Public to have say on NZSki's 40-year right to Remarkables

by Lauren Pattemore - Mar 02, 2023

A hearing to decide if the Remarkables Ski Area can get the permissions it needs to continue to operate on public land and grow its business is set for Friday.

The ski business was originally given a 33-year lease on the Queenstown alpine site – within the Rastus Burn Recreation Reserve - but that expired in February last year.

It’s now seeking another long-term concession from the Department of Conservation to secure its existing activities for a further four decades as well as add new infrastructure – including a longer chairlift – to the mountain.

While most of the 24 parties who made a submission on NZSki’s application are in support of it, two are on the fence and six, opposed.

Four of these objectors - Forest and Bird, Federated Mountain Climbers, Queenstown Climbing Club, and Queenstown-based film company, UphighNZ - have requested to speak at Friday’s hearing.

Opponents to NZSki's plans say the new chairlift terminal will be visible from Lake Alta.

NZSki is requesting to have use of the public reserve land until 2063, which exceeds the maximum lease time of conservation land under the Conservation Act 1987. The act specifies concessions are generally not granted for longer than 30 years, unless there’s “exceptional circumstances”.

In its application, NZSki makes an argument for this: the 40-year concession is appropriate considering the millions of dollars spent on skiing infrastructure.

It’s proposing a new Shadow Basin chairlift, to travel slightly higher up the mountain, requiring the extension of two trails to connect with pre-existing ones, as well as snow-making infrastructure.

Existing ski infrastructure has "exceeded its working life”, supporting documents to its application say.

The proposed new lift will be able to transport an extra 900 people up the hill per hour, increasing the lift's capacity by 60 percent, from 1,500 to 2,400 people.

Queenstown economist Benje Patterson, in his submission in support of the application, says the data backs NZSki’s investment in ski infrastructure, which has wider benefits.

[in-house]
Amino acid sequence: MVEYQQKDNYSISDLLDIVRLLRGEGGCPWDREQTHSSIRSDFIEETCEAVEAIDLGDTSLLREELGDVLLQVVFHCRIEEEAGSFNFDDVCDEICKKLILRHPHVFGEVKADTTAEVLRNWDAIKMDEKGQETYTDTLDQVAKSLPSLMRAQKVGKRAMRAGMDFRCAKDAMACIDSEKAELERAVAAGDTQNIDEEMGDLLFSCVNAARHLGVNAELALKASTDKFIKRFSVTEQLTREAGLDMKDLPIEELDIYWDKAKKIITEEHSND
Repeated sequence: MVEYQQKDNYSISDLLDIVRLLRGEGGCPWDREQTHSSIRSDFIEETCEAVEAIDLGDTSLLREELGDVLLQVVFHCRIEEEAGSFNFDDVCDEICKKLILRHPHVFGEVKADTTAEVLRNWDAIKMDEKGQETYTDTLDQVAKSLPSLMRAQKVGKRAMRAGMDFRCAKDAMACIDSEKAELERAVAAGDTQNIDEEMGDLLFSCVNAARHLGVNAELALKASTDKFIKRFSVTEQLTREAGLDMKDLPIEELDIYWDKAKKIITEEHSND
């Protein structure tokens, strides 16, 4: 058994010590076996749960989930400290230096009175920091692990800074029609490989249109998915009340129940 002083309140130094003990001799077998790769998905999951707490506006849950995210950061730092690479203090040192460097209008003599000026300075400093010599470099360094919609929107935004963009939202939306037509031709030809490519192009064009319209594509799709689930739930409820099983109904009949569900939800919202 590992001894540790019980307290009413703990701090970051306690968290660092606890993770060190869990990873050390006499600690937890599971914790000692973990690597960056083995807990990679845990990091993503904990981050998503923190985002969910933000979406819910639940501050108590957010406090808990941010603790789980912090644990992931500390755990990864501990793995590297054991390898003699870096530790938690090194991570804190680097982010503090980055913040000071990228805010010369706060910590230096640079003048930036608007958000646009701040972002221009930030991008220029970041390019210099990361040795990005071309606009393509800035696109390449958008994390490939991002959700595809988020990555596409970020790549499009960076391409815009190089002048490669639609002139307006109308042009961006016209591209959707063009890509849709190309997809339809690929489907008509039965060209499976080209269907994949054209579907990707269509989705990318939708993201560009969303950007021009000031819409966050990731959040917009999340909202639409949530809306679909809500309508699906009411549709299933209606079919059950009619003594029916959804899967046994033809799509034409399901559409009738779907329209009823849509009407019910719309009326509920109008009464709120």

The data he quotes comes from a NZSki and RealNZ commissioned analysis in 2021.

“Skiing holidaymakers in Queenstown-Lakes during the 2019 ski season spent an estimated $430.9 million.

“The GDP generated by skiing holidaymakers (in 2019) was equivalent to 14 percent of Queenstown-Lakes entire tourism industry.”

Former-mayor Jim Boult also backs the upgrades in his submission, saying he supports infrastructure for tourism, which pre-Covid was the country’s “largest foreign exchange earner”.

Others whose businesses benefit from tourism have also offered their support in submissions, including Jim Moore of Novotel Queenstown and Geoff Macdonald of Skyline Enterprises, both noting the benefits for the wider local economy, and the need for a chairlift upgrade.

“The current existing facility needs to be replaced to meet community needs and to ensure modern, safe operating systems,” Mr Macdonald says.

Submittor Ross Copland says in his submission NZSki should be given the extra years in its lease, as 40 years isn’t very long considering the money being put in.

“In my view 40 years is the absolute minimum necessary to make an investment of this magnitude for a business that operates with the inherent business risks all ski areas are subject to.”

Mr Copland was a ski area manager at Coronet Peak Ski Area and a previous chief executive at Ruapehu Alpine Lifts.

But not everyone agrees.

Ngāi Tahu, in its submission opposing the proposal, says the “exceptional circumstances” being offered by NZSki do not warrant a 40-year term.